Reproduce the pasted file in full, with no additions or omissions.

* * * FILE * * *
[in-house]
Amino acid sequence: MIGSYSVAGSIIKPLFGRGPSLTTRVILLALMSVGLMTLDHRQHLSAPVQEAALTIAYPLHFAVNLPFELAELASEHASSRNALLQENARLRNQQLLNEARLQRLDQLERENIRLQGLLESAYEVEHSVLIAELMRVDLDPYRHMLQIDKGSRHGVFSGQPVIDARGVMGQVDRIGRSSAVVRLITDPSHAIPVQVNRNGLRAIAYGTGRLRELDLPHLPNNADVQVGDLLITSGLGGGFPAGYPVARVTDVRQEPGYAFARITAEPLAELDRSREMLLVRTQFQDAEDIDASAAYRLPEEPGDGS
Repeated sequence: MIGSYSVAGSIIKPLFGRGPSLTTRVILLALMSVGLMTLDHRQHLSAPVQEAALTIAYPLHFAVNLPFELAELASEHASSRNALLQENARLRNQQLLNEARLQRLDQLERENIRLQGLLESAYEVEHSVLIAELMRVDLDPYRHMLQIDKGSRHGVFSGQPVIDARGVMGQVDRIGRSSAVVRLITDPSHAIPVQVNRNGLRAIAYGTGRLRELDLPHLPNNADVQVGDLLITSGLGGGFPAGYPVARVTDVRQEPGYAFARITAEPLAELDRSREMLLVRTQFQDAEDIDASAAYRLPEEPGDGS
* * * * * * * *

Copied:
[in-house]
Amino acid sequence: MIGSYSVAGSIIKPLFGRGPSLTTRVILLALMSVGLMTLDHRQHLSAPVQEAALTIAYPLHFAVNLPFELAELASEHASSRNALLQENARLRNQQLLNEARLQRLDQLERENIRLQGLLESAYEVEHSVLIAELMRVDLDPYRHMLQIDKGSRHGVFSGQPVIDARGVMGQVDRIGRSSAVVRLITDPSHAIPVQVNRNGLRAIAYGTGRLRELDLPHLPNNADVQVGDLLITSGLGGGFPAGYPVARVTDVRQEPGYAFARITAEPLAELDRSREMLLVRTQFQDAEDIDASAAYRLPEEPGDGS
Repeated sequence: MIGSYSVAGSIIKPLFGRGPSLTTRVILLALMSVGLMTLDHRQHLSAPVQEAALTIAYPLHFAVNLPFELAELASEHASSRNALLQENARLRNQQLLNEARLQRLDQLERENIRLQGLLESAYEVEHSVLIAELMRVDLDPYRHMLQIDKGSRHGVFSGQPVIDARGVMGQVDRIGRSSAVVRLITDPSHAIPVQVNRNGLRAIAYGTGRLRELDLPHLPNNADVQVGDLLITSGLGGGFPAGYPVARVTDVRQEPGYAFARITAEPLAELDRSREMLLVRTQFQDAEDIDASAAYRLPEEPGDGS